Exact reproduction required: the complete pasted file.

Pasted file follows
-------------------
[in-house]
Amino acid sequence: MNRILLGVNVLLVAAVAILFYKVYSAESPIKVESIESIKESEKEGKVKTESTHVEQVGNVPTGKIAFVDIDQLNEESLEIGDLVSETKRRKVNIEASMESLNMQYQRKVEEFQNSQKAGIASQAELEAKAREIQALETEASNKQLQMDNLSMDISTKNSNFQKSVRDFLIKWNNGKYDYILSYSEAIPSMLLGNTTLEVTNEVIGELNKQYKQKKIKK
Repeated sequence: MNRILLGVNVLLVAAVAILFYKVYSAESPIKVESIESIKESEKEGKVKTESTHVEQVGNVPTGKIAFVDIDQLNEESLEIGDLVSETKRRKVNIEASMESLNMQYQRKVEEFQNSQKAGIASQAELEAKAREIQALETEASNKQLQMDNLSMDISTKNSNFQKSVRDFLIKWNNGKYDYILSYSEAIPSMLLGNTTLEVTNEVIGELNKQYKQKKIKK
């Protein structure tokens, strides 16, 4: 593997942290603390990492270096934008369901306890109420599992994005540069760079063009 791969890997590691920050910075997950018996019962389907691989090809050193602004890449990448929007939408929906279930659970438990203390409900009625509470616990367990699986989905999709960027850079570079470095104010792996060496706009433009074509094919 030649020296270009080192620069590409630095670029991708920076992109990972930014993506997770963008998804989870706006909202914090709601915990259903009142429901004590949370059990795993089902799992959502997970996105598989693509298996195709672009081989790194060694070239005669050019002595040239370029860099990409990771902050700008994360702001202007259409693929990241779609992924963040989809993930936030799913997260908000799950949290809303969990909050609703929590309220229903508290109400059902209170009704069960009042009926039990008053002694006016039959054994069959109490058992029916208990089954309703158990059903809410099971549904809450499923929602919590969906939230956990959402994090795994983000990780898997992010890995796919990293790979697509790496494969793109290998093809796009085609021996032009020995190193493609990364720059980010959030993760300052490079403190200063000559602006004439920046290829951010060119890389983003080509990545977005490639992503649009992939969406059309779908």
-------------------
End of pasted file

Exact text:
[in-house]
Amino acid sequence: MNRILLGVNVLLVAAVAILFYKVYSAESPIKVESIESIKESEKEGKVKTESTHVEQVGNVPTGKIAFVDIDQLNEESLEIGDLVSETKRRKVNIEASMESLNMQYQRKVEEFQNSQKAGIASQAELEAKAREIQALETEASNKQLQMDNLSMDISTKNSNFQKSVRDFLIKWNNGKYDYILSYSEAIPSMLLGNTTLEVTNEVIGELNKQYKQKKIKK
Repeated sequence: MNRILLGVNVLLVAAVAILFYKVYSAESPIKVESIESIKESEKEGKVKTESTHVEQVGNVPTGKIAFVDIDQLNEESLEIGDLVSETKRRKVNIEASMESLNMQYQRKVEEFQNSQKAGIASQAELEAKAREIQALETEASNKQLQMDNLSMDISTKNSNFQKSVRDFLIKWNNGKYDYILSYSEAIPSMLLGNTTLEVTNEVIGELNKQYKQKKIKK
């Protein structure tokens, strides 16, 4: 593997942290603390990492270096934008369901306890109420599992994005540069760079063009 791969890997590691920050910075997950018996019962389907691989090809050193602004890449990448929007939408929906279930659970438990203390409900009625509470616990367990699986989905999709960027850079570079470095104010792996060496706009433009074509094919 030649020296270009080192620069590409630095670029991708920076992109990972930014993506997770963008998804989870706006909202914090709601915990259903009142429901004590949370059990795993089902799992959502997970996105598989693509298996195709672009081989790194060694070239005669050019002595040239370029860099990409990771902050700008994360702001202007259409693929990241779609992924963040989809993930936030799913997260908000799950949290809303969990909050609703929590309220229903508290109400059902209170009704069960009042009926039990008053002694006016039959054994069959109490058992029916208990089954309703158990059903809410099971549904809450499923929602919590969906939230956990959402994090795994983000990780898997992010890995796919990293790979697509790496494969793109290998093809796009085609021996032009020995190193493609990364720059980010959030993760300052490079403190200063000559602006004439920046290829951010060119890389983003080509990545977005490639992503649009992939969406059309779908």